‘”In my eyes, my father was not only the eclectic and energetic soul that the world knew him as, but someone who was also thoughtful, kind-hearted and affectionate,” she wrote.
According to a statement published by the designer’s eponymous company, Yamamoto died last Tuesday following a battle with acute myeloid leukemia. His funeral has already taken place, though a “public farewell” may be held at a later date.
Japanese fashion designer Kansai Yamamoto (right) and model Sayoko Yamaguchi (left) in Tokyo in November 1982. Credit: Kyodo News via Getty Images
Supermodel Iman walks a New York runway for Yamamoto in 1981. Credit: Rose Hartman/WireImage
“As he fought his illness, he remained always positive, never lost his passion towards creation,” the company’s statement read.
Born in 1944, Yamamoto studied civil engineering before turning his attention to fashion. By the early 1970s he had become the first Japanese designer to hold a show in London, an opportunity that earned him international acclaim for his theatrical creations.
It was during this time that he established friendships with some of the decade’s most important musicians, including Elton John and Stevie Wonder. His growing profile in London also brought him to the attention of late singer David Bowie, with whom he formed a longstanding creative partnership.
“Luckily David had a very slim body and they fit him very well — no fittings,” the designer recalled.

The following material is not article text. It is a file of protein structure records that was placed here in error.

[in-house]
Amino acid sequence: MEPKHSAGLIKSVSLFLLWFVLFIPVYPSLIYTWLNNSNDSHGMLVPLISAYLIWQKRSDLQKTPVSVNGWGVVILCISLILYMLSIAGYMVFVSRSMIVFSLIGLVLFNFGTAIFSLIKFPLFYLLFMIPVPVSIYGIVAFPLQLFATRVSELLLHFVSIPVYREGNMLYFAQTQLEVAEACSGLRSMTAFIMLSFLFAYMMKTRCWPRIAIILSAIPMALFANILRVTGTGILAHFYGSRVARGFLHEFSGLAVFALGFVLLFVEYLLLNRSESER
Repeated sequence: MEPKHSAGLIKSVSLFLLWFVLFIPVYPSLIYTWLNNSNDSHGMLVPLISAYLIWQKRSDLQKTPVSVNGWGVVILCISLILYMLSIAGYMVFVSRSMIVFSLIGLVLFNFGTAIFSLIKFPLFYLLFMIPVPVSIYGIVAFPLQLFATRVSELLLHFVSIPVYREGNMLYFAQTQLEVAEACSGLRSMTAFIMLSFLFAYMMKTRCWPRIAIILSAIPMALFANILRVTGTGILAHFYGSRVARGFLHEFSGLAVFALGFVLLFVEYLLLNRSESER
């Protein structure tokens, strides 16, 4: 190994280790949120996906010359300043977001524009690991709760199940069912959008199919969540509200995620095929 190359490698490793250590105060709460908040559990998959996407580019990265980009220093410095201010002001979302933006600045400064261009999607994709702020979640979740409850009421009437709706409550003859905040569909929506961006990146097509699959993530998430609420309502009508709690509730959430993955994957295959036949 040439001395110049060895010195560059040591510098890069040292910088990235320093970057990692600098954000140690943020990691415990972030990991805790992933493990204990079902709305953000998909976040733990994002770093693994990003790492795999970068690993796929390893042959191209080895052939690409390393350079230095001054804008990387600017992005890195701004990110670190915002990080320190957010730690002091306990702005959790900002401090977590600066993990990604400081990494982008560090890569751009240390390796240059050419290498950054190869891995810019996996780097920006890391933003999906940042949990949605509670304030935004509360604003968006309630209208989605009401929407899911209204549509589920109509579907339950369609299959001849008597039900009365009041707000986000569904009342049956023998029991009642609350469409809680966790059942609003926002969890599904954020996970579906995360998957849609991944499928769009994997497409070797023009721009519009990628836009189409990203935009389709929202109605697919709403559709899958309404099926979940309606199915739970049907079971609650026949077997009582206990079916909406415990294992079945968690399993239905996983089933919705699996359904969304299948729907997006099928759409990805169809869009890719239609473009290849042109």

Yamamoto went on to produce various stage outfits for Bowie, from androgynous jumpsuits and bodysuits, to cloaks and wide-bottomed pants. He designed costumes for the singer’s 1973 “Aladdin Sane” tour, which accompanied the iconic album of the same name, helping to bring Bowie’s various stage personas, including Ziggy Stardust, to life.
“Some sort of chemical reaction took place: My clothes became part of David, his songs and his music,” Yamamoto was quoted as saying in the 2016 interview. “They became part of the message he delivered to the world.”
David Bowie performing as Ziggy Stardust, in his “woodland creatures” costume designed by Kansai Yamamoto, at the Hammersmith Odeon, 1973. Credit: Debi Doss/Hulton Archive/Getty Images
A costume created by Yamamoto for David Bowie is displayed during the press preview of the “David Bowie is” exhibition at Warehouse Terrada on January 5, 2017 in Tokyo, Japan. Credit: The Asahi Shimbun via Getty Images
While known for his dramatic designs, he also explored traditional Japanese clothing and craftsmanship. After his 1970s and 1980s heyday, he continued to offer contemporary new takes on the kimono, and throughout his career, embraced the Japanese concept of “basara,” creating incredibly bold, daring designs that upended any suggestion of minimalism. He was enlisted by Louis Vuitton to create a number of looks for the brand’s 2018 resort collection, which featured kabuki-inspired motifs against glitter and sequins.
“We deeply regret that Kansai cannot join us on the day,” its statement read, “but we would like to deliver his passion and dream in the best way possible.”
CNN’s Yoko Wakatsuki and Junko Ogura contributed to this report.